'Moonglow on Mercy Street" is a collection of 50 poems, most written during 2020, that "comprise a kaleidoscopic palette of tones, moods and styles, in crafting living mythology from the world at large and within," according to their author, John Biscello. "Metamorphic bop, scat-alchemy, bare-bones blues and gospel, love songs and odes, pagan pop and cinematic remixes, make of 'Moonglow on Mercy Street' a free-range concert aimed at the imagination and the senses," he says, adding, "And, as a lyrical pilgrimage fueled by hope and wonder, it stands as a shining testament to Henry Miller's claim that 'One's destination is never a place, but a new way of seeing things.'
Brooklyn, New York-born and raised author, poet, playwright, educator and spoken-word performance artist, John Biscello, has called Taos home since 2001. He is the author of the novels "Broken Land; a Brooklyn Tale" (2012; named Underground Book Reviews 2014 Book of the Year), and "Raking the Dust" (Unsolicited Press, 2016) as well as a collection of stories, "Freeze Tag" (CSF Publishing, 2012), and the gender-bending "Nocturne Variations," published in 2018.
When Tempo learned of Mercy Street, we shot Biscello an email.
"Pandemic poesy? Please do tell - just riff," we requested, knowing Biscello's poesy prose would roll out in a stream of consciousness rhythm and blues just like Kerouac, Bowles or Bukowski - taking us, the readers with him as he mined the depths of the year that will not be forgotten.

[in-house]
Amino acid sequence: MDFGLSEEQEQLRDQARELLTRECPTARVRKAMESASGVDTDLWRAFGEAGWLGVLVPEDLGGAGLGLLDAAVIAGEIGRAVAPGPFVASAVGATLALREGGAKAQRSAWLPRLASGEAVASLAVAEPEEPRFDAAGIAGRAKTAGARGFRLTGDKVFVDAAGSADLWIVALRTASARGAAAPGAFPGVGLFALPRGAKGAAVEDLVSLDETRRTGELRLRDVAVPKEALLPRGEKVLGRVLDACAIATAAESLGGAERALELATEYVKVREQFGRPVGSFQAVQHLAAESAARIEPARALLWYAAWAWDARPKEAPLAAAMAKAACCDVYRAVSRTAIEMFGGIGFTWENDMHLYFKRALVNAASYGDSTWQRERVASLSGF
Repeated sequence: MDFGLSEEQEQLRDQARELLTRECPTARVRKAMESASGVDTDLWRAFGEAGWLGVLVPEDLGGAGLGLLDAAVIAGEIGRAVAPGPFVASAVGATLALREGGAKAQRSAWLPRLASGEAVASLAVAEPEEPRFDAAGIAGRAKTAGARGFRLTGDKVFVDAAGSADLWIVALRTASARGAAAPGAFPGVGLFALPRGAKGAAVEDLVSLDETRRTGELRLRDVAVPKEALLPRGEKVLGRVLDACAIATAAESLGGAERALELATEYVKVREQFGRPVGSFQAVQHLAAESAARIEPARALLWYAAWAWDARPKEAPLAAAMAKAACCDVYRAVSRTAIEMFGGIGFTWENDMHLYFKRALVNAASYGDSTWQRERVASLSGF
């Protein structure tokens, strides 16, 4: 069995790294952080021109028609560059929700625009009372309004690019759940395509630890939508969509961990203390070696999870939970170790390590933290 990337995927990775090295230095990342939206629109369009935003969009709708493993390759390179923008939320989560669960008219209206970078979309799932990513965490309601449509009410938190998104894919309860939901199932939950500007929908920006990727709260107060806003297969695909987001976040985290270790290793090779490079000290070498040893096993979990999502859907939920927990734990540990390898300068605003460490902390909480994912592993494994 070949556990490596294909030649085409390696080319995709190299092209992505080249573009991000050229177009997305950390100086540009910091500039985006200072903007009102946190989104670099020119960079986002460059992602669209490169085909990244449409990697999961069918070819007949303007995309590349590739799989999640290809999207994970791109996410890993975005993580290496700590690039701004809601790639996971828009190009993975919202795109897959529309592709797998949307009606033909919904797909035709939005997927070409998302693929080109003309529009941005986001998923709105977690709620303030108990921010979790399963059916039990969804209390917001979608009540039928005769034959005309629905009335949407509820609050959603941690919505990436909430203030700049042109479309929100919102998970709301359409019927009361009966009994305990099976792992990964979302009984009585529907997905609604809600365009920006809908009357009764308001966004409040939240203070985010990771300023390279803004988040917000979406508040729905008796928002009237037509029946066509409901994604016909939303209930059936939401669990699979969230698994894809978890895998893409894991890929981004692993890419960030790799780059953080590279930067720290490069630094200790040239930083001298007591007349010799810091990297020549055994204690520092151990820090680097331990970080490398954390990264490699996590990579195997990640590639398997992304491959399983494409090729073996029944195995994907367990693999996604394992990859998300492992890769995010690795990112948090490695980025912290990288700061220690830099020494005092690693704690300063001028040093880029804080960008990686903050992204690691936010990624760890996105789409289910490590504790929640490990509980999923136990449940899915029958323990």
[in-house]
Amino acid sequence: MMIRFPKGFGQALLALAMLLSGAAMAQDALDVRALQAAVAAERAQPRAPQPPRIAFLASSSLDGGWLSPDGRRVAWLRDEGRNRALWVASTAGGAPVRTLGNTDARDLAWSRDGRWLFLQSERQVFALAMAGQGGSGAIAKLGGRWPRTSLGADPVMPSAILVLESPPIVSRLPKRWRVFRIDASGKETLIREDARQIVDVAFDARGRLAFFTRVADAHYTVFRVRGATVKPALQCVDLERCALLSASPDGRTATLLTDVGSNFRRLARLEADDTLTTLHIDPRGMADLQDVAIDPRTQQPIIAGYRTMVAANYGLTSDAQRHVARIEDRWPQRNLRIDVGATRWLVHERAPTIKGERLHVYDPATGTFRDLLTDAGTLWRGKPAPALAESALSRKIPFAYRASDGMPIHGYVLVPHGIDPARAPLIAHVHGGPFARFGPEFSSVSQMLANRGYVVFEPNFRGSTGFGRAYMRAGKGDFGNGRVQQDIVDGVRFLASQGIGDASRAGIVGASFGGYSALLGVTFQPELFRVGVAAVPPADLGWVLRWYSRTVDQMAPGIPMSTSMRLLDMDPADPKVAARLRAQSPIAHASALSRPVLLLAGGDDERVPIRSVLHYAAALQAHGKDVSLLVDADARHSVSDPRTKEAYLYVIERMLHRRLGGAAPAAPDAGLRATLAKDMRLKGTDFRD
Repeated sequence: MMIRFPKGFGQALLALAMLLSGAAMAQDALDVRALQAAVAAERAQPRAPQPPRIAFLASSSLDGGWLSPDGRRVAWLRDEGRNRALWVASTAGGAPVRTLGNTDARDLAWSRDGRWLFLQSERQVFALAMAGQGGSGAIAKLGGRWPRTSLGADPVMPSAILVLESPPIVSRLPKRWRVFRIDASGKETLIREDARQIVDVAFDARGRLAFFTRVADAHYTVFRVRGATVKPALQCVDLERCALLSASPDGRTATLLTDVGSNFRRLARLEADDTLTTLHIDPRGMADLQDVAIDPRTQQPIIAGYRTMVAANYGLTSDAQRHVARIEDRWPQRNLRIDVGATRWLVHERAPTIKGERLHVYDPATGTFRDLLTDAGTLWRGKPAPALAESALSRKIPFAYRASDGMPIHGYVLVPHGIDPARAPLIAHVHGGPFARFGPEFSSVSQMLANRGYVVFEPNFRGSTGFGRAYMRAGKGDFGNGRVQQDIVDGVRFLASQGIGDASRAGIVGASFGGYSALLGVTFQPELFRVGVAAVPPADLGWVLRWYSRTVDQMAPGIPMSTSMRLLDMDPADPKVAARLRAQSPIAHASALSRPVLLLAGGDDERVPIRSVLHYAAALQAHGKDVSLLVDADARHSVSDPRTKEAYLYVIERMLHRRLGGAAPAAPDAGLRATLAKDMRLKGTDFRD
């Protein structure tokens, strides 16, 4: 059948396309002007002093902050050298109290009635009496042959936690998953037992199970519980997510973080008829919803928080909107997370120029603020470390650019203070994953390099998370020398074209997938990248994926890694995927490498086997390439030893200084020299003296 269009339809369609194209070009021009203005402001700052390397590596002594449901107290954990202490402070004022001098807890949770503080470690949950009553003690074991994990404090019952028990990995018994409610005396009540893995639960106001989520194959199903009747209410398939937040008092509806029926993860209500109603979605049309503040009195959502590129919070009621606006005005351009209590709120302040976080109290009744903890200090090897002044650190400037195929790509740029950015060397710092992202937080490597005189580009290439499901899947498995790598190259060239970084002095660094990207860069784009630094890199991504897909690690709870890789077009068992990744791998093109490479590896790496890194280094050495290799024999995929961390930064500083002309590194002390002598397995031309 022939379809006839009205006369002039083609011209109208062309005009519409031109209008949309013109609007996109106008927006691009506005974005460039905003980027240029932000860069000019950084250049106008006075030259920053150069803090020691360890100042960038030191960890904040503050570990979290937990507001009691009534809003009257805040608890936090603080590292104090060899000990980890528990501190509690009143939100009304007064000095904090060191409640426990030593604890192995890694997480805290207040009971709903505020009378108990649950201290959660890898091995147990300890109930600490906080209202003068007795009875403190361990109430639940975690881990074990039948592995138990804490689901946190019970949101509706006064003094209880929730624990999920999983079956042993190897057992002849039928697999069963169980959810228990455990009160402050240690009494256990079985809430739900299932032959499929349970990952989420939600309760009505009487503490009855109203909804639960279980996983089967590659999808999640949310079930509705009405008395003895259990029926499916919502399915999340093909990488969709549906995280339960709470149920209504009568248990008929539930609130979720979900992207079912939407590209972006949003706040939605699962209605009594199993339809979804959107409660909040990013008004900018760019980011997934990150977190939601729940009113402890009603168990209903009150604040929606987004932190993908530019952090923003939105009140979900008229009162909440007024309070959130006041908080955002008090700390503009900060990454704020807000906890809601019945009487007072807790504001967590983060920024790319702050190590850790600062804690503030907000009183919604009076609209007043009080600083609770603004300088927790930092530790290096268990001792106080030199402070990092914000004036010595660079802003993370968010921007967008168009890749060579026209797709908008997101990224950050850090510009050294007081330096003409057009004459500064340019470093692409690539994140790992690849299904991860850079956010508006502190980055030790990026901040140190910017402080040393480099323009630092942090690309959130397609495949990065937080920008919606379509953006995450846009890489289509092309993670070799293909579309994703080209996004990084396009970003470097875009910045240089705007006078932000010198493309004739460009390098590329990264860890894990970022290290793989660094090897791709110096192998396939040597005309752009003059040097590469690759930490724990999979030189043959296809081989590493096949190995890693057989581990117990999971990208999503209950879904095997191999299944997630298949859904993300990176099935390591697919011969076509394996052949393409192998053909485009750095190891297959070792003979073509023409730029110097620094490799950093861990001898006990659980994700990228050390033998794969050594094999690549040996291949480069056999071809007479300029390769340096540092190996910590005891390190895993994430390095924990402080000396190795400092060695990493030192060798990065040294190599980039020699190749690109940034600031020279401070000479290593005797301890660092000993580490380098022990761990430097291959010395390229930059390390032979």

"Well it all started when this thing called the coronavirus crept into our basements and attics and collective consciousness and everything began to go a tad screwy. 'Moonglow on Mercy Street' is my second book of poems, and it's about to be published, hopefully by the end of January. And most of the poems, while not 'pandemic poetry,' were written during 2020, and so the energy, tone and zeitgeist of 2020, definitely influenced the spiritual timbre and undercurrents of the work. Themes touched upon are metamorphosis, shedding, the power of voice, storytelling and self-expression, mythology (as a modern living force in which we are participants and catalysts), dream-scaping and vision-questing, and at the core of it all, these poems are delegates of hope, wonder, faith and compassion. They are a call, not to arms, but to reclaiming our most essential selves, and doing our best to enter a new world, bravely and tenderly.
I feel like transformation is an ass-kicker, and in 2020 the bootprints of the universe were imprinted all over our collective derrieres ... yet the flip-side to all this strife, chaos and tumult are the opportunities for transformation, for deeper peeks inside ourselves and for altered perceptions. One of the poems states 'bless your broken softly,' and I feel this is a core mantra that speaks to how we can relate to the world within us and around us in a different, more supple way. Also, as you know, during times of great crisis and upheaval, the arts oftentimes thrive and flourish and undergo waves of renaissance, with poetry, painting, dance, cinema, theater and everything else creative under the sun, rising up as a natural course and energetic counter-point to 'events.' This is how we can choose to walk in beauty, to praise and harmonize. To dream worlds into being."
"Well, you asked me to riff, so I riffed," he ended his missive.
An interview with Biscello can be heard here on the KRQE broadcast: krqe.com.